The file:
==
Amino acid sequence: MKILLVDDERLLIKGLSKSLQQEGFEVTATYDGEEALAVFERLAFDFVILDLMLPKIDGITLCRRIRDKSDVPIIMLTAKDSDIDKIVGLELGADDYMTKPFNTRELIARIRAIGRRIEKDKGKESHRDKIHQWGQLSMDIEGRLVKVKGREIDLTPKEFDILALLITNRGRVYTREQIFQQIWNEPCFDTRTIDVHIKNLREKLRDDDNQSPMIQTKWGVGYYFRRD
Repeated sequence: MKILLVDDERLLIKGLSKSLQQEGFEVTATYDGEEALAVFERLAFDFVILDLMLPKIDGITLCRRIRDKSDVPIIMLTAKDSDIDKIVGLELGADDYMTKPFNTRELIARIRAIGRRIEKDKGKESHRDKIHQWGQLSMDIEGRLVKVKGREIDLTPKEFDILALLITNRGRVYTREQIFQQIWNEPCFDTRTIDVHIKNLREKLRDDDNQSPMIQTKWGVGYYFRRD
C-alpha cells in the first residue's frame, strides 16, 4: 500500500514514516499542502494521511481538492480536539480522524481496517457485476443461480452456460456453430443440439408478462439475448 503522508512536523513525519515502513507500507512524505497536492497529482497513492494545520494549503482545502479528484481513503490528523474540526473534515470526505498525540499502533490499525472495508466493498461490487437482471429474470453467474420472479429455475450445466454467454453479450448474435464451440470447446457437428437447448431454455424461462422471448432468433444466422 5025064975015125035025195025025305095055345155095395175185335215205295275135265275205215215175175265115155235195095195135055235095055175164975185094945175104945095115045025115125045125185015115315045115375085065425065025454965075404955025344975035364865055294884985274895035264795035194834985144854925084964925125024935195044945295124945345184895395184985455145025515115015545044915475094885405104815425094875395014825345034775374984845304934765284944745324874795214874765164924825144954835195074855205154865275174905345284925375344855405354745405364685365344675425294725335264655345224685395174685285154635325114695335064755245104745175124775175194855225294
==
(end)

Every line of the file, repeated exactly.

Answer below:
Amino acid sequence: MKILLVDDERLLIKGLSKSLQQEGFEVTATYDGEEALAVFERLAFDFVILDLMLPKIDGITLCRRIRDKSDVPIIMLTAKDSDIDKIVGLELGADDYMTKPFNTRELIARIRAIGRRIEKDKGKESHRDKIHQWGQLSMDIEGRLVKVKGREIDLTPKEFDILALLITNRGRVYTREQIFQQIWNEPCFDTRTIDVHIKNLREKLRDDDNQSPMIQTKWGVGYYFRRD
Repeated sequence: MKILLVDDERLLIKGLSKSLQQEGFEVTATYDGEEALAVFERLAFDFVILDLMLPKIDGITLCRRIRDKSDVPIIMLTAKDSDIDKIVGLELGADDYMTKPFNTRELIARIRAIGRRIEKDKGKESHRDKIHQWGQLSMDIEGRLVKVKGREIDLTPKEFDILALLITNRGRVYTREQIFQQIWNEPCFDTRTIDVHIKNLREKLRDDDNQSPMIQTKWGVGYYFRRD
C-alpha cells in the first residue's frame, strides 16, 4: 500500500514514516499542502494521511481538492480536539480522524481496517457485476443461480452456460456453430443440439408478462439475448 503522508512536523513525519515502513507500507512524505497536492497529482497513492494545520494549503482545502479528484481513503490528523474540526473534515470526505498525540499502533490499525472495508466493498461490487437482471429474470453467474420472479429455475450445466454467454453479450448474435464451440470447446457437428437447448431454455424461462422471448432468433444466422 5025064975015125035025195025025305095055345155095395175185335215205295275135265275205215215175175265115155235195095195135055235095055175164975185094945175104945095115045025115125045125185015115315045115375085065425065025454965075404955025344975035364865055294884985274895035264795035194834985144854925084964925125024935195044945295124945345184895395184985455145025515115015545044915475094885405104815425094875395014825345034775374984845304934765284944745324874795214874765164924825144954835195074855205154865275174905345284925375344855405354745405364685365344675425294725335264655345224685395174685285154635325114695335064755245104745175124775175194855225294